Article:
People who are victims tend to lie and cheat more than the rest

People who pretend to be victims tend to lie and cheat more than the rest

People who report their victimhood more often are more likely to lie, cheat and engage in other unethical behavior to get ahead, even at the expense of others, this recent study suggests.

People also encourage the signaling of victimhood by giving resources to those who do.

Dark triad

According to the study, conducted by researchers at Columbia University, people who tend to victimize are also more likely to have dark triad personality traits:

  1. Narcissism : giving yourself a lot of importance.
  2. Machiavellianism : strategic exploitation.
  3. Psychopathy : insensitivity and cynicism.

This could happen because, while being seen as a victim can lead to a loss of esteem and respect, being a victim in modern Western societies can increase one’s social status , or it can bring you more material benefits.

In other words, contemporary Western democracies, which hold strong egalitarian values, have become particularly hospitable settings for victims to execute a non-reciprocal resource extraction strategy. Because any difference in results is perceived as illegitimate, so saying that you don’t have as much as everyone else and that you are suffering from it can be a clever way to obtain material resources .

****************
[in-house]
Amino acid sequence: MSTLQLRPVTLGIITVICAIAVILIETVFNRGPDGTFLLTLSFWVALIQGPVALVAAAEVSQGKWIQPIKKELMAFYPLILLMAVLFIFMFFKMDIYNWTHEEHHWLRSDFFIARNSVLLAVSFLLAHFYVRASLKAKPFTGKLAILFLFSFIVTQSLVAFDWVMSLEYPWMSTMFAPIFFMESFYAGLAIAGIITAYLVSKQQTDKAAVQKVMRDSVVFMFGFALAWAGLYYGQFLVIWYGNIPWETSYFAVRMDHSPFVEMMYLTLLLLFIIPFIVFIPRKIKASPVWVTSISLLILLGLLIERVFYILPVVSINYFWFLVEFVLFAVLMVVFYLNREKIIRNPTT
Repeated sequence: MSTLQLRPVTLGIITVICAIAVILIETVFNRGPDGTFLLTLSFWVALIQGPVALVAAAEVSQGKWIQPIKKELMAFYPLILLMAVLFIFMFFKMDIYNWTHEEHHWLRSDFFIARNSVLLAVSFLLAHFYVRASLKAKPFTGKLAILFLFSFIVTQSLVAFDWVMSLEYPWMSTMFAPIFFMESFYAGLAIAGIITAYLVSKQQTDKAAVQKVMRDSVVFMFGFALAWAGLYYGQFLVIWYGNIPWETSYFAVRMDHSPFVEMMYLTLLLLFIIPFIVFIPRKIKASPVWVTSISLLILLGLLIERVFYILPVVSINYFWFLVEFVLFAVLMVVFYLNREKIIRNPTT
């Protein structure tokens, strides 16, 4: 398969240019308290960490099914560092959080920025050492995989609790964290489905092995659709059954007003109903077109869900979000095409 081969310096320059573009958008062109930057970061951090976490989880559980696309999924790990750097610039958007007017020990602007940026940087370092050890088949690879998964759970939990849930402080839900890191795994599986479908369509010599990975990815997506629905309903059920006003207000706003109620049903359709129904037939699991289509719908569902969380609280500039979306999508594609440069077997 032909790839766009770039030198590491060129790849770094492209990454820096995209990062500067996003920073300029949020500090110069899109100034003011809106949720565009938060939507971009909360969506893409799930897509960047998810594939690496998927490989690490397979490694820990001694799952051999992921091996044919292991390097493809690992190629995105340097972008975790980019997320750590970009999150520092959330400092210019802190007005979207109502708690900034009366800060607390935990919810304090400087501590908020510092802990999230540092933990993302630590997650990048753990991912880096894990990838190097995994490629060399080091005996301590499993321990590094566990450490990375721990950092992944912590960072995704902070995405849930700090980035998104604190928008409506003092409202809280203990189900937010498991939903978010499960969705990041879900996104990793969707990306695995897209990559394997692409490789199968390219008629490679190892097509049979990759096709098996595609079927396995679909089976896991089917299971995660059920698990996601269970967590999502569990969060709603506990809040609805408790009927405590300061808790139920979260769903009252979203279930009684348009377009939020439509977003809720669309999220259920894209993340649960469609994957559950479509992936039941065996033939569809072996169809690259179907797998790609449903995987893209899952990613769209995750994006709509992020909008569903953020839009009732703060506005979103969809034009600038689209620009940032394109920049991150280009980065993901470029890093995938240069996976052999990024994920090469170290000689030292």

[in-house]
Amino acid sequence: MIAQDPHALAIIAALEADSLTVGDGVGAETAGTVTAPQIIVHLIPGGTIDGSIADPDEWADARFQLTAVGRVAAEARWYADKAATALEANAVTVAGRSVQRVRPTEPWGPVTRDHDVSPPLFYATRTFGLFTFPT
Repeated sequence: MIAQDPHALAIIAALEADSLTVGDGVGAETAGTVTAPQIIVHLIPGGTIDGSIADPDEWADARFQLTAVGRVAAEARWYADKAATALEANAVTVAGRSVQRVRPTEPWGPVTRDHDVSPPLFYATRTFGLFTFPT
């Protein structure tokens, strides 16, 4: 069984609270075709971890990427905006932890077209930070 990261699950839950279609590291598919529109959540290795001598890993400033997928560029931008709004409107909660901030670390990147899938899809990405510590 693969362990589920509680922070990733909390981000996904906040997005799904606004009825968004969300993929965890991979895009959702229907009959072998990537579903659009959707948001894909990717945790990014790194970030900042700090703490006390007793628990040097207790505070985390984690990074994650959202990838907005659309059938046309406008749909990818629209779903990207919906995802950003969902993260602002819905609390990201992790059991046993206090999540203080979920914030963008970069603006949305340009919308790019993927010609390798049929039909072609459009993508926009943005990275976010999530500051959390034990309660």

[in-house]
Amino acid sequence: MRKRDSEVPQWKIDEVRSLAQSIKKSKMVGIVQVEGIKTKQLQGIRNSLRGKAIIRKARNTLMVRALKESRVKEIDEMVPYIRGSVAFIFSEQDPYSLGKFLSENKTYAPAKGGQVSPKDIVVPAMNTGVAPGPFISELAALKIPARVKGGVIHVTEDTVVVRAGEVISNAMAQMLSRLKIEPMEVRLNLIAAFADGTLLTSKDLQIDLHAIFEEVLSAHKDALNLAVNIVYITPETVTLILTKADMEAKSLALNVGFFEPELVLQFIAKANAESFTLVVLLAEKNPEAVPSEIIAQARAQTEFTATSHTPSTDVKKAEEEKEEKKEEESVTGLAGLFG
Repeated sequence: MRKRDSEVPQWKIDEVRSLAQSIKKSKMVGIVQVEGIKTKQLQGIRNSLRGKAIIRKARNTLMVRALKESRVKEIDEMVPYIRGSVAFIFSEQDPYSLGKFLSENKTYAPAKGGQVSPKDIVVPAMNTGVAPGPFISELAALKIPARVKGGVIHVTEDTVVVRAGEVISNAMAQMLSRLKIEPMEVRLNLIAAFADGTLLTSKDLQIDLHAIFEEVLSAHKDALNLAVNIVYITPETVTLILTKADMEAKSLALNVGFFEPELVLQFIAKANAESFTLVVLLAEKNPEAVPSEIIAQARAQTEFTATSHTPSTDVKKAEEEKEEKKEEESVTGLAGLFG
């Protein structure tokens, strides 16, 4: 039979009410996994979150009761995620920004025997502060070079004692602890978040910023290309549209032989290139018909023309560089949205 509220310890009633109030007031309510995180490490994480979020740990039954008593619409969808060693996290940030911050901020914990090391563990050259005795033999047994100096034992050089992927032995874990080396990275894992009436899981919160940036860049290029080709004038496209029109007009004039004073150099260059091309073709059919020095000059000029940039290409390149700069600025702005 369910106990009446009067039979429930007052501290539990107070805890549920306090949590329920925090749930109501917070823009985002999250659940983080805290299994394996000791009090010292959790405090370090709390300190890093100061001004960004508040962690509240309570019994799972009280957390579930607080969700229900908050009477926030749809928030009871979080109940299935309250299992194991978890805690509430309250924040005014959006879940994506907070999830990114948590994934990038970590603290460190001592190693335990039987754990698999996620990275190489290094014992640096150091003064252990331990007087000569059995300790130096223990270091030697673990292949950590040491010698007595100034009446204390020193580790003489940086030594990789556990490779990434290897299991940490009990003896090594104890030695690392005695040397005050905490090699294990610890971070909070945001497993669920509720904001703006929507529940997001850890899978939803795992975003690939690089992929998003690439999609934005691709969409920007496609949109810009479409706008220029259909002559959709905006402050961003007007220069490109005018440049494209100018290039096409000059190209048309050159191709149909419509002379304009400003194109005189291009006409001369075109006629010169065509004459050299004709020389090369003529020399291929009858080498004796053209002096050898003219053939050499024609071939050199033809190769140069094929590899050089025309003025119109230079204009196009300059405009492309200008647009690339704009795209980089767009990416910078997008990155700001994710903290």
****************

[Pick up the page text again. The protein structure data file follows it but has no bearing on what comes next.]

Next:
If the person also appears to be morally good, then the payoff is greater: pointing out both victimhood and virtue would maximize one’s ability to extract resources. People have greater sympathy for a victim who is also a good person .

As the authors warn, there are naturally real victims who do not intend to deceive or take advantage of others. The problem is that, alongside these real victims, there appear fakers who will put into practice the strategies that maximize the rewards of material resources, sex or prestige . People with dark triad traits will adapt their strategies to reap these benefits, depending on their social settings.

Trying to clarify the ultimate reasons why people behave in a certain way, well, we stop staying with the apparent and discover a jungle of subtle interactions that allow us to respond in a more profound way to questions such as: Why a good person is a good person? Out of selfishness or altruism?